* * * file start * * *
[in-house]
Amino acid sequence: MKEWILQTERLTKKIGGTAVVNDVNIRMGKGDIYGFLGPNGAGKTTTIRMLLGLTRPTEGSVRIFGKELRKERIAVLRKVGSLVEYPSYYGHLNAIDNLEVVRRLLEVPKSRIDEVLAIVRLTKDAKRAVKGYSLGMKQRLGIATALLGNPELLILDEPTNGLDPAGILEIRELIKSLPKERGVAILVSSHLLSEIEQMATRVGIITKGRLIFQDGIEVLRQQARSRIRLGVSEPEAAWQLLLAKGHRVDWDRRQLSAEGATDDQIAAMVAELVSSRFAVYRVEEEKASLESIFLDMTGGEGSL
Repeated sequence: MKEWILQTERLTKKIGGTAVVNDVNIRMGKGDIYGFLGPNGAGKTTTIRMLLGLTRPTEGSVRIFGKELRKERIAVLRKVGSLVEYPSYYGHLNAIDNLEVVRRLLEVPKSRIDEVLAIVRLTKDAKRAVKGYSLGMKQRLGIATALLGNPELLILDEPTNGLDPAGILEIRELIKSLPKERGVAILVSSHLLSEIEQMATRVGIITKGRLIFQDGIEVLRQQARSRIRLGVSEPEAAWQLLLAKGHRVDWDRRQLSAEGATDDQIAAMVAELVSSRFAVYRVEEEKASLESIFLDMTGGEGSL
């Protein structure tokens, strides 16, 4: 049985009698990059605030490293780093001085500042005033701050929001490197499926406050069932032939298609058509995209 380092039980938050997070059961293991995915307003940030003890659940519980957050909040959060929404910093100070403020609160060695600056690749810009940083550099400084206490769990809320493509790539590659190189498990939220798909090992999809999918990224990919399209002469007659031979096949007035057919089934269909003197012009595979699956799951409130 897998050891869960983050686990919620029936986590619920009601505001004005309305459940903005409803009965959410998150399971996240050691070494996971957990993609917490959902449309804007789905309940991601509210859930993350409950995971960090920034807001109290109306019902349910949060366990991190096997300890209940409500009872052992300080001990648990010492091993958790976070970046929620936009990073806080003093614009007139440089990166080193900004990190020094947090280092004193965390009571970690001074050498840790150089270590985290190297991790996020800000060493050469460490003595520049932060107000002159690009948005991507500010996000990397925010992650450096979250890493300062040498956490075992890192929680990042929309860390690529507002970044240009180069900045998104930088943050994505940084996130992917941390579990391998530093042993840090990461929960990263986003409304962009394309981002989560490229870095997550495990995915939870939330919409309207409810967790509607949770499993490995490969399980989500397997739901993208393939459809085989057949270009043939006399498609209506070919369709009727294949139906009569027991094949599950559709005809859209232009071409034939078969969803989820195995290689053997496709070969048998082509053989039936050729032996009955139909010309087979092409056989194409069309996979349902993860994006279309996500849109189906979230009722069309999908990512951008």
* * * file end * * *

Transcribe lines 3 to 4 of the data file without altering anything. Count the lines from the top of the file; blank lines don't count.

Repeated sequence: MKEWILQTERLTKKIGGTAVVNDVNIRMGKGDIYGFLGPNGAGKTTTIRMLLGLTRPTEGSVRIFGKELRKERIAVLRKVGSLVEYPSYYGHLNAIDNLEVVRRLLEVPKSRIDEVLAIVRLTKDAKRAVKGYSLGMKQRLGIATALLGNPELLILDEPTNGLDPAGILEIRELIKSLPKERGVAILVSSHLLSEIEQMATRVGIITKGRLIFQDGIEVLRQQARSRIRLGVSEPEAAWQLLLAKGHRVDWDRRQLSAEGATDDQIAAMVAELVSSRFAVYRVEEEKASLESIFLDMTGGEGSL
């Protein structure tokens, strides 16, 4: 049985009698990059605030490293780093001085500042005033701050929001490197499926406050069932032939298609058509995209 380092039980938050997070059961293991995915307003940030003890659940519980957050909040959060929404910093100070403020609160060695600056690749810009940083550099400084206490769990809320493509790539590659190189498990939220798909090992999809999918990224990919399209002469007659031979096949007035057919089934269909003197012009595979699956799951409130 897998050891869960983050686990919620029936986590619920009601505001004005309305459940903005409803009965959410998150399971996240050691070494996971957990993609917490959902449309804007789905309940991601509210859930993350409950995971960090920034807001109290109306019902349910949060366990991190096997300890209940409500009872052992300080001990648990010492091993958790976070970046929620936009990073806080003093614009007139440089990166080193900004990190020094947090280092004193965390009571970690001074050498840790150089270590985290190297991790996020800000060493050469460490003595520049932060107000002159690009948005991507500010996000990397925010992650450096979250890493300062040498956490075992890192929680990042929309860390690529507002970044240009180069900045998104930088943050994505940084996130992917941390579990391998530093042993840090990461929960990263986003409304962009394309981002989560490229870095997550495990995915939870939330919409309207409810967790509607949770499993490995490969399980989500397997739901993208393939459809085989057949270009043939006399498609209506070919369709009727294949139906009569027991094949599950559709005809859209232009071409034939078969969803989820195995290689053997496709070969048998082509053989039936050729032996009955139909010309087979092409056989194409069309996979349902993860994006279309996500849109189906979230009722069309999908990512951008």